APPLICATION NOTE 4061

Abstract: In some applications where a high-speed comparator like the MAX999 is used to square an input sinusoidal signal to generate an output clock, it may be important to know the jitter of the generated clock. This application note reviews basic jitter theory and then presents a circuit that can be used to extrapolate the jitter of the MAX999. The jitter measurement is then correlated to the input-referred voltage noise of the comparator.

The summation or convolution of deterministic and random jitter produces

Probability of Data Error (BER) |
Peak-to-Peak (N × RMS) |

10^{-10} |
12.7 × RMS |

10^{-11} |
13.4 × RMS |

10^{-12} |
14.1 × RMS |

10^{-13} |
14.7 × RMS |

10^{-14} |
15.3 × RMS |

The output of the MAX999 has been connected through a 200Ω series resistor and an SMA connector to the Tektronix® CSA8000 communication signal analyzer. The 200Ω series resistor forms a partition with the 50Ω input impedance of the CSA8000 in order to attenuate the input signal at the CSA8000 down to slightly less than 1V

The random jitter of the CSA8000 is specified as 1.0ps RMS (typ) and 1.5ps RMS (max). The HP8082A pulse generator specifies the output jitter to be 0.1% of period + 50ps (peak-to-peak). The output frequency has been chosen to be 80MHz with a 1V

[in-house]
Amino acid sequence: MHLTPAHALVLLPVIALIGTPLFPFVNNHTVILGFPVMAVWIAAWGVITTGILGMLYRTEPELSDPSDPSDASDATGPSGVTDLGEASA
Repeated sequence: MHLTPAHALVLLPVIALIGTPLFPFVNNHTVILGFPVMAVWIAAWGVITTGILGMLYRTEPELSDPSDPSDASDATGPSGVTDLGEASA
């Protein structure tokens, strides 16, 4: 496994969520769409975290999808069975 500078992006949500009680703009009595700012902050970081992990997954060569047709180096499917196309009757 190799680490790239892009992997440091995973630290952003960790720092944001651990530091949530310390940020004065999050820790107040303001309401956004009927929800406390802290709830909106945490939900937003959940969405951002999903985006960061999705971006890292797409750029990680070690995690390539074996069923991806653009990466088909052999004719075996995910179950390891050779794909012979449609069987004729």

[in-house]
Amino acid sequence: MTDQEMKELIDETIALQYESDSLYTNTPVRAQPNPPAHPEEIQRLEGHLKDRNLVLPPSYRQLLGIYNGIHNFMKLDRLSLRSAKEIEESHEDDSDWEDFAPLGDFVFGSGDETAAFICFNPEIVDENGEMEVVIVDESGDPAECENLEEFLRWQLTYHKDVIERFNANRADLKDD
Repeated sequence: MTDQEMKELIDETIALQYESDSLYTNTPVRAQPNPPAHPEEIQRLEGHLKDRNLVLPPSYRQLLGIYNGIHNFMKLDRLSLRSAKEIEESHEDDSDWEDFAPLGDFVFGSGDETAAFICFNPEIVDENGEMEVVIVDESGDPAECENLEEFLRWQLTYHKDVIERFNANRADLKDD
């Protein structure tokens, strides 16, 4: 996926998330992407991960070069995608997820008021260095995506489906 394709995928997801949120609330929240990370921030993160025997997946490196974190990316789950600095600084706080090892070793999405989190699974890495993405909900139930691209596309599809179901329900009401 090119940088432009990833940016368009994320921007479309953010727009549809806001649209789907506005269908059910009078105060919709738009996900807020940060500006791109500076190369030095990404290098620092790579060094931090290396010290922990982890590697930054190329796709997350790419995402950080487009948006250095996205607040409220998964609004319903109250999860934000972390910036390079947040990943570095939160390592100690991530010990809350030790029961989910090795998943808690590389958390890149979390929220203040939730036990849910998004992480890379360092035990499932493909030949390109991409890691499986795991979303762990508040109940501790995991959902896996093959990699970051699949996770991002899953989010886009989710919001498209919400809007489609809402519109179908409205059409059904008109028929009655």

When fed with the input signal described above, the Figure 1 circuit measures an RMS jitter of 11.2ps. Given the simplicity of the circuit, the careful filtering of the power supply, and the low-EMI environment, it is fair to assume that the dominant part of the jitter introduced by the MAX999 and surrounding components is random.

Assuming also that the jitter introduced by the pulse generator and the one introduced by the MAX999 are uncorrelated, it is possible to extrapolate an estimate of the latter's jitter based on the formula in

(RJ_PG)² + (RJ_MAX999)² = (RJ_MEAS)²(Eq. 1)

From this equation, we are able to determine that the MAX999 has a random jitter of 8.1ps RMS.

- The 1ps RMS jitter of the CSA8000 affects the measurement and causes an uncertainty of about 9%.
- It has been assumed that the jitter of the MAX999 is caused only by random jitter related to the thermal noise of the comparator itself and the surrounding resistors. The deterministic jitter is assumed to be very negligible.
- The noise contribution of the two 100Ω resistors that create the 2.5V at the MAX999's negative input is negligible (0.9nV/) and limited in bandwidth by the 7kHz low-pass filter formed with the capacitors in parallel.
- The noise contribution of the 200Ω output series resistor (1.8nV/) may create another source of error because it is not limited in bandwidth. However, as shown in the next section, this contribution is negligible compared to the MAX999's contribution.
- The jitter of the HP8082A pulse generator and the MAX999 have been considered uncorrelated.

Jitter

The HP8082A pulse generator is so limited in bandwidth that the pulses at 80MHz appear as sine waves. For a sine wave, the slew rate in proximity of the zero crossing is given by Equation 3:

SR =

where

V

The contribution of the 200Ω series resistor over the same bandwidth is 14.3µV

¹For a more detailed discussion of jitter, refer to Application Note 1916: